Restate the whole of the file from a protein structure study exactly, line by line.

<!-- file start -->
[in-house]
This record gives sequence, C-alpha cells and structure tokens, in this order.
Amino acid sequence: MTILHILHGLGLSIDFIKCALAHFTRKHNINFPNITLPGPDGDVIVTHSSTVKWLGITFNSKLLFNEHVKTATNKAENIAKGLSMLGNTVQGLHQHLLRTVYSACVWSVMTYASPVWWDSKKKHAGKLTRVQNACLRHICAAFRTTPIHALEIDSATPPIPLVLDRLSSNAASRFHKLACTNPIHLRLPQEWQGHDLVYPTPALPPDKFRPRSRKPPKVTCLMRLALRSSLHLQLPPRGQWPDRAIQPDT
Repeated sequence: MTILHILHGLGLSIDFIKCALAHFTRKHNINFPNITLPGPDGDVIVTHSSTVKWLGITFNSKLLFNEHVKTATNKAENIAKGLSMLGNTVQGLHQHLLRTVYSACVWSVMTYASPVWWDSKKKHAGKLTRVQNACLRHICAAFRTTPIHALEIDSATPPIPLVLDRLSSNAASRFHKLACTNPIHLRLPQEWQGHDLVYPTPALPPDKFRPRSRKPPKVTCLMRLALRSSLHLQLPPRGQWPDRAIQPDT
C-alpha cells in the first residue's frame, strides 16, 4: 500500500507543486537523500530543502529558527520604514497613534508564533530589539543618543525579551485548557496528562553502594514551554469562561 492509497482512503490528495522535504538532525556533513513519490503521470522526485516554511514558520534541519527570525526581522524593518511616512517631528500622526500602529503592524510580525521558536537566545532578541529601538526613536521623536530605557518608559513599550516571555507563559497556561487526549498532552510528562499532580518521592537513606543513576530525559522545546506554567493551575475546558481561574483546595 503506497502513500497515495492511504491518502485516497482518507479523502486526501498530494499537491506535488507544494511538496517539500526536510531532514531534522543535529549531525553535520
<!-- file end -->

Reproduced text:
[in-house]
This record gives sequence, C-alpha cells and structure tokens, in this order.
Amino acid sequence: MTILHILHGLGLSIDFIKCALAHFTRKHNINFPNITLPGPDGDVIVTHSSTVKWLGITFNSKLLFNEHVKTATNKAENIAKGLSMLGNTVQGLHQHLLRTVYSACVWSVMTYASPVWWDSKKKHAGKLTRVQNACLRHICAAFRTTPIHALEIDSATPPIPLVLDRLSSNAASRFHKLACTNPIHLRLPQEWQGHDLVYPTPALPPDKFRPRSRKPPKVTCLMRLALRSSLHLQLPPRGQWPDRAIQPDT
Repeated sequence: MTILHILHGLGLSIDFIKCALAHFTRKHNINFPNITLPGPDGDVIVTHSSTVKWLGITFNSKLLFNEHVKTATNKAENIAKGLSMLGNTVQGLHQHLLRTVYSACVWSVMTYASPVWWDSKKKHAGKLTRVQNACLRHICAAFRTTPIHALEIDSATPPIPLVLDRLSSNAASRFHKLACTNPIHLRLPQEWQGHDLVYPTPALPPDKFRPRSRKPPKVTCLMRLALRSSLHLQLPPRGQWPDRAIQPDT
C-alpha cells in the first residue's frame, strides 16, 4: 500500500507543486537523500530543502529558527520604514497613534508564533530589539543618543525579551485548557496528562553502594514551554469562561 492509497482512503490528495522535504538532525556533513513519490503521470522526485516554511514558520534541519527570525526581522524593518511616512517631528500622526500602529503592524510580525521558536537566545532578541529601538526613536521623536530605557518608559513599550516571555507563559497556561487526549498532552510528562499532580518521592537513606543513576530525559522545546506554567493551575475546558481561574483546595 503506497502513500497515495492511504491518502485516497482518507479523502486526501498530494499537491506535488507544494511538496517539500526536510531532514531534522543535529549531525553535520